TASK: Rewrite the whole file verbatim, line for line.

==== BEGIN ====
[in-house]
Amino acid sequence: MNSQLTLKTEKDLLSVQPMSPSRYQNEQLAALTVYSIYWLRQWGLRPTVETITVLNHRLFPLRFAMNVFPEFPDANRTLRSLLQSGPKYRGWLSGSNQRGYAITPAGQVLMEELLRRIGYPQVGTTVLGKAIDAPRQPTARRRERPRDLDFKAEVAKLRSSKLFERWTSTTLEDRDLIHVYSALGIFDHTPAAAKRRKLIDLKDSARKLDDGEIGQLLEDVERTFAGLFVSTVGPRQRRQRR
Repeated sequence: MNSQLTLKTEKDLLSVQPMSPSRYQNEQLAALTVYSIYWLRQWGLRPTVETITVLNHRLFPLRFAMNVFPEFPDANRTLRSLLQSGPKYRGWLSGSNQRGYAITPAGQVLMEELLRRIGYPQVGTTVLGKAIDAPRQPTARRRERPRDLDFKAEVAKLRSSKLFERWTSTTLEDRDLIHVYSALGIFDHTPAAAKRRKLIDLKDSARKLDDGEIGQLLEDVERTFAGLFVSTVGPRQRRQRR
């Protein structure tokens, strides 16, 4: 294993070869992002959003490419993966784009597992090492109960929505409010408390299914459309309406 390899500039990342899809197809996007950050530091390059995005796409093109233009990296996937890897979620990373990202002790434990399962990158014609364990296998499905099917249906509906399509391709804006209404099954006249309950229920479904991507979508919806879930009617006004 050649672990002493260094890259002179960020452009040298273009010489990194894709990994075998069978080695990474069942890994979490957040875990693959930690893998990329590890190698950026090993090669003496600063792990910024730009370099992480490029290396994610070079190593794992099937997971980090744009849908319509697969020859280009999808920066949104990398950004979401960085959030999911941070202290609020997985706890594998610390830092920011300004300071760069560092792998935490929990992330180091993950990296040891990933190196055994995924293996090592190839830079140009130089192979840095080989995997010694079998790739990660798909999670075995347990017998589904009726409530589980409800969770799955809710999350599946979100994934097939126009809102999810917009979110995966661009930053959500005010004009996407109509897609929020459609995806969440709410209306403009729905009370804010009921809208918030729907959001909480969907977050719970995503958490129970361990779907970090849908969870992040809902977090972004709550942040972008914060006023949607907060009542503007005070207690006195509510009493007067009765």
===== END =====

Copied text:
[in-house]
Amino acid sequence: MNSQLTLKTEKDLLSVQPMSPSRYQNEQLAALTVYSIYWLRQWGLRPTVETITVLNHRLFPLRFAMNVFPEFPDANRTLRSLLQSGPKYRGWLSGSNQRGYAITPAGQVLMEELLRRIGYPQVGTTVLGKAIDAPRQPTARRRERPRDLDFKAEVAKLRSSKLFERWTSTTLEDRDLIHVYSALGIFDHTPAAAKRRKLIDLKDSARKLDDGEIGQLLEDVERTFAGLFVSTVGPRQRRQRR
Repeated sequence: MNSQLTLKTEKDLLSVQPMSPSRYQNEQLAALTVYSIYWLRQWGLRPTVETITVLNHRLFPLRFAMNVFPEFPDANRTLRSLLQSGPKYRGWLSGSNQRGYAITPAGQVLMEELLRRIGYPQVGTTVLGKAIDAPRQPTARRRERPRDLDFKAEVAKLRSSKLFERWTSTTLEDRDLIHVYSALGIFDHTPAAAKRRKLIDLKDSARKLDDGEIGQLLEDVERTFAGLFVSTVGPRQRRQRR
């Protein structure tokens, strides 16, 4: 294993070869992002959003490419993966784009597992090492109960929505409010408390299914459309309406 390899500039990342899809197809996007950050530091390059995005796409093109233009990296996937890897979620990373990202002790434990399962990158014609364990296998499905099917249906509906399509391709804006209404099954006249309950229920479904991507979508919806879930009617006004 050649672990002493260094890259002179960020452009040298273009010489990194894709990994075998069978080695990474069942890994979490957040875990693959930690893998990329590890190698950026090993090669003496600063792990910024730009370099992480490029290396994610070079190593794992099937997971980090744009849908319509697969020859280009999808920066949104990398950004979401960085959030999911941070202290609020997985706890594998610390830092920011300004300071760069560092792998935490929990992330180091993950990296040891990933190196055994995924293996090592190839830079140009130089192979840095080989995997010694079998790739990660798909999670075995347990017998589904009726409530589980409800969770799955809710999350599946979100994934097939126009809102999810917009979110995966661009930053959500005010004009996407109509897609929020459609995806969440709410209306403009729905009370804010009921809208918030729907959001909480969907977050719970995503958490129970361990779907970090849908969870992040809902977090972004709550942040972008914060006023949607907060009542503007005070207690006195509510009493007067009765």